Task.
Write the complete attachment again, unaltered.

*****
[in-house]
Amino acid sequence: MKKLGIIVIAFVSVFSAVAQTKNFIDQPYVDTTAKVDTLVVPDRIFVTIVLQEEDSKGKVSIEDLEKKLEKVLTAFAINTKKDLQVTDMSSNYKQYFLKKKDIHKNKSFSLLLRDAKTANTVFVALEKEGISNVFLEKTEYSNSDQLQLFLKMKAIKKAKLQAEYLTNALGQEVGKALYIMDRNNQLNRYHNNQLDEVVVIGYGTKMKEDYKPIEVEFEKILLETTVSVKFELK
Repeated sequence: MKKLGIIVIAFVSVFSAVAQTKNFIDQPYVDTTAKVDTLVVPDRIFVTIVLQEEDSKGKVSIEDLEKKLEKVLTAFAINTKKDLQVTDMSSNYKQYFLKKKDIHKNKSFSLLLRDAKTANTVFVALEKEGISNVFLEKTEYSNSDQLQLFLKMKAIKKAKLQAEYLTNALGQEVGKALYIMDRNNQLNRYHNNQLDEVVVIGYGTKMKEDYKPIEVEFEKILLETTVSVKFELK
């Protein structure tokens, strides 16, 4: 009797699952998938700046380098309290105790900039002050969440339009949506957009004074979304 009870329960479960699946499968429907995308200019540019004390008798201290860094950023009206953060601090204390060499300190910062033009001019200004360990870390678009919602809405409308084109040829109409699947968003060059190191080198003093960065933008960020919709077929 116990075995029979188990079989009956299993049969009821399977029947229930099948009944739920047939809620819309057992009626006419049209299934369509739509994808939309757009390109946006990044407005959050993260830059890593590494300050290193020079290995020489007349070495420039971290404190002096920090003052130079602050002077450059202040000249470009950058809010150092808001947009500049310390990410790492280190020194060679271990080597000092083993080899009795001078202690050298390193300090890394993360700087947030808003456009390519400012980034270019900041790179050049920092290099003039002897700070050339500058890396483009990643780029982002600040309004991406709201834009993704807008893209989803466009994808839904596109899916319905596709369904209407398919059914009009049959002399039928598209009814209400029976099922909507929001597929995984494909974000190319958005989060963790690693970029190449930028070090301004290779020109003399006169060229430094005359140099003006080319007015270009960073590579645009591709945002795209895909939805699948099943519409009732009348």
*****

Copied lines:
[in-house]
Amino acid sequence: MKKLGIIVIAFVSVFSAVAQTKNFIDQPYVDTTAKVDTLVVPDRIFVTIVLQEEDSKGKVSIEDLEKKLEKVLTAFAINTKKDLQVTDMSSNYKQYFLKKKDIHKNKSFSLLLRDAKTANTVFVALEKEGISNVFLEKTEYSNSDQLQLFLKMKAIKKAKLQAEYLTNALGQEVGKALYIMDRNNQLNRYHNNQLDEVVVIGYGTKMKEDYKPIEVEFEKILLETTVSVKFELK
Repeated sequence: MKKLGIIVIAFVSVFSAVAQTKNFIDQPYVDTTAKVDTLVVPDRIFVTIVLQEEDSKGKVSIEDLEKKLEKVLTAFAINTKKDLQVTDMSSNYKQYFLKKKDIHKNKSFSLLLRDAKTANTVFVALEKEGISNVFLEKTEYSNSDQLQLFLKMKAIKKAKLQAEYLTNALGQEVGKALYIMDRNNQLNRYHNNQLDEVVVIGYGTKMKEDYKPIEVEFEKILLETTVSVKFELK
């Protein structure tokens, strides 16, 4: 009797699952998938700046380098309290105790900039002050969440339009949506957009004074979304 009870329960479960699946499968429907995308200019540019004390008798201290860094950023009206953060601090204390060499300190910062033009001019200004360990870390678009919602809405409308084109040829109409699947968003060059190191080198003093960065933008960020919709077929 116990075995029979188990079989009956299993049969009821399977029947229930099948009944739920047939809620819309057992009626006419049209299934369509739509994808939309757009390109946006990044407005959050993260830059890593590494300050290193020079290995020489007349070495420039971290404190002096920090003052130079602050002077450059202040000249470009950058809010150092808001947009500049310390990410790492280190020194060679271990080597000092083993080899009795001078202690050298390193300090890394993360700087947030808003456009390519400012980034270019900041790179050049920092290099003039002897700070050339500058890396483009990643780029982002600040309004991406709201834009993704807008893209989803466009994808839904596109899916319905596709369904209407398919059914009009049959002399039928598209009814209400029976099922909507929001597929995984494909974000190319958005989060963790690693970029190449930028070090301004290779020109003399006169060229430094005359140099003006080319007015270009960073590579645009591709945002795209895909939805699948099943519409009732009348």